cat and dog resting

MFOA History / Timeline

Maine Friends of Animals (MFOA) is Maine’s largest and leading animal protection organization. We promote the humane treatment of animals through education, advocacy and legislation.

MFOA was founded in 1997 by former legislator and longtime animal protection advocate Robert Fisk, Jr., when he found that animals (protection) had no real voice in the Maine legislature. There was little or no organized effort or effective structure in which animal issues could be advanced. The fundamental initial goals of MFOA were to effectively engage the legislative process and to set up a statewide organization as a foundation to increase public awareness pertaining to animal protection issues. 

Today, MFOA has a seven-member board working together with 1,500 members and supporters statewide to move animal protection issues to the forefront in the legislature and with the public in general. This has provided MFOA with the ability to organize and develop coinciding two-year campaigns to support such legislative efforts as revamping the State Animal Welfare Program, addressing the cruelty of coyote snaring and treatment of circus elephants, from establishing our “Dogs Chained for Life” and Pet Club programs to submitting a State referendum to ban bear baiting, hounding and trapping, from focuses on canned hunting, puppy mills, harness racing/slaughter to the eight pieces of legislation that have improved the lives of Maine’s dogs and cats, MFOA has led the way in Maine. Never easy, but tirelessly speaking up for animals. 

MFOA is also an education and resource center. The offices in Falmouth are home to animal protection articles, files, magazines, legislative history since 1997, books, videos, DVDs and various resources. MFOA can assist members who might like to learn more about the issues, or to set up a table at a local school, community event, county fair, conference, political event, etc. MFOA’s Outreach and Volunteer Coordinator and office staff can assist members in outreach education either at our office or in your community. Education leads to advocacy that leads to public awareness that leads to successful legislation, all helping the advancement of animal protection.

Maine Friends of Animals has done a great deal over the past 20 years, but there is still much more to do for Maine’s companion, farm and wildlife animals. We are a broad-based organization that welcomes conservative (animal welfare), moderate (animal protection) and liberal (animal rights) advocates. The more individuals who engage in the animal protection movement, at any level, and the more organized we are in working together, the more we will be able to accomplish as we continue to strive to become a more humane state for animals.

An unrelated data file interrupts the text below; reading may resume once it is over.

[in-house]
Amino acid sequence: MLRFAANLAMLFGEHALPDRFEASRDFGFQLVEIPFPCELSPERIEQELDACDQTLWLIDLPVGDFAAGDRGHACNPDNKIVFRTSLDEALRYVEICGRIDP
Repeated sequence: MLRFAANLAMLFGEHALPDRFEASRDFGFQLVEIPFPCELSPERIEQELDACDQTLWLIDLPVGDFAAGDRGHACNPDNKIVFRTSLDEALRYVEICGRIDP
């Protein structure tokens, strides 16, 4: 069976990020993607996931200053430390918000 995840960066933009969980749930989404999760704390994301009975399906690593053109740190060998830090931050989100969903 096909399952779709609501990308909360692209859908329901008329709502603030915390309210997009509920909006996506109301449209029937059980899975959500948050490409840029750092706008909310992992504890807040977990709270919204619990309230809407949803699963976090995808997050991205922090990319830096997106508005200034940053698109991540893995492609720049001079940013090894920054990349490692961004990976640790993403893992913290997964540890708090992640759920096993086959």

See YouTube  MFOA: THE FIRST 15 YEARS  (below Timeline)


                                                       Timeline / MFOA in Action


1997  Robert Fisk, Jr. founds Maine Friends of Animals and opens an office in Falmouth.

1997  As a state legislator Fisk champions animal issues and sponsors an Endangered Species bill for the Maine Audubon Society and MFOA.

1998  MFOA establishes Board of Directors, membership drive, legislative lobbying initiative and volunteer structure.

1999  MFOA sponsors legislation to end recreational and commercial leghold trapping and initiates public awareness campaign.

1999  MFOA submits legislation in 1999 and in 2002 joins with northern Maine wildlife activists in an intense two-year campaign to end coyote snaring.

2000  MFOA leads a highly publicized legislative effort that results in the State Animal Welfare Program being reviewed and completely revamped. The Animal Welfare Advisory Council (AWAC) is created, which MFOA director Fisk serves on for the first six years.

2000  MFOA membership grows to 800 in two years and a new District Coordinator structure is created in 15 district population centers throughout the state; launches it’s website

2000  MFOA begins tracking state legislators, sending out candidate questionnaires, and establishing a list of animal-friendly legislators, many who will sponsor and co-sponsor MFOA legislation.

2001  MFOA sponsors successful legislation to increase penalties for animal cruelty, including felony provisions with increased fines and imprisonment.

2001  MFOA begins a four-year, two legislature campaign to ban circus elephants into the state, which is extensively covered by the media. In the first session the House passes first-in-the-nation legislation 85–53, but the bill fails in the Senate. In the following legislature the bill wins a Resolution to strengthen enforcement of Maine cruelty laws pertaining to circus elephants. 

2001  MFOA lobbies for legislation that prevented the parimutuel simulcast wagering of greyhound racing in Maine.

2001  Besides the above three mentioned bills, MFOA submits bills to ban bear baiting, hounding and trapping, to prohibit the sale of bear parts, to eliminate the state’s coyote snaring program, to eliminate “canned hunting” ranches, and to end the use of steel leghold traps.